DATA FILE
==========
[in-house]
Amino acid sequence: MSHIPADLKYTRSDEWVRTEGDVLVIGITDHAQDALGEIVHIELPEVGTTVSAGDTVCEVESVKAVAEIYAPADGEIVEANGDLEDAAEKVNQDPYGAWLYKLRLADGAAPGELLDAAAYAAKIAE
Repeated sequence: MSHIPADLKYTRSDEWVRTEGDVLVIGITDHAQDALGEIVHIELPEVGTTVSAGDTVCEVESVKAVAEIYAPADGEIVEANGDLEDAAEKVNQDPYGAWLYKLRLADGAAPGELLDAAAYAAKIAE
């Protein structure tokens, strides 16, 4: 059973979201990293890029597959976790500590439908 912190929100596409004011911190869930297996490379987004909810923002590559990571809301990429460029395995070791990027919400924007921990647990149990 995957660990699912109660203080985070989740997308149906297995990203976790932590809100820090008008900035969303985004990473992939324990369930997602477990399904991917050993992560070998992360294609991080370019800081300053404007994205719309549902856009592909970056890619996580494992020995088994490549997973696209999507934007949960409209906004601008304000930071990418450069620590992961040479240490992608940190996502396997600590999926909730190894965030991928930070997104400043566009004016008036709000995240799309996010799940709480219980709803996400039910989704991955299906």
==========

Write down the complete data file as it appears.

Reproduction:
[in-house]
Amino acid sequence: MSHIPADLKYTRSDEWVRTEGDVLVIGITDHAQDALGEIVHIELPEVGTTVSAGDTVCEVESVKAVAEIYAPADGEIVEANGDLEDAAEKVNQDPYGAWLYKLRLADGAAPGELLDAAAYAAKIAE
Repeated sequence: MSHIPADLKYTRSDEWVRTEGDVLVIGITDHAQDALGEIVHIELPEVGTTVSAGDTVCEVESVKAVAEIYAPADGEIVEANGDLEDAAEKVNQDPYGAWLYKLRLADGAAPGELLDAAAYAAKIAE
């Protein structure tokens, strides 16, 4: 059973979201990293890029597959976790500590439908 912190929100596409004011911190869930297996490379987004909810923002590559990571809301990429460029395995070791990027919400924007921990647990149990 995957660990699912109660203080985070989740997308149906297995990203976790932590809100820090008008900035969303985004990473992939324990369930997602477990399904991917050993992560070998992360294609991080370019800081300053404007994205719309549902856009592909970056890619996580494992020995088994490549997973696209999507934007949960409209906004601008304000930071990418450069620590992961040479240490992608940190996502396997600590999926909730190894965030991928930070997104400043566009004016008036709000995240799309996010799940709480219980709803996400039910989704991955299906």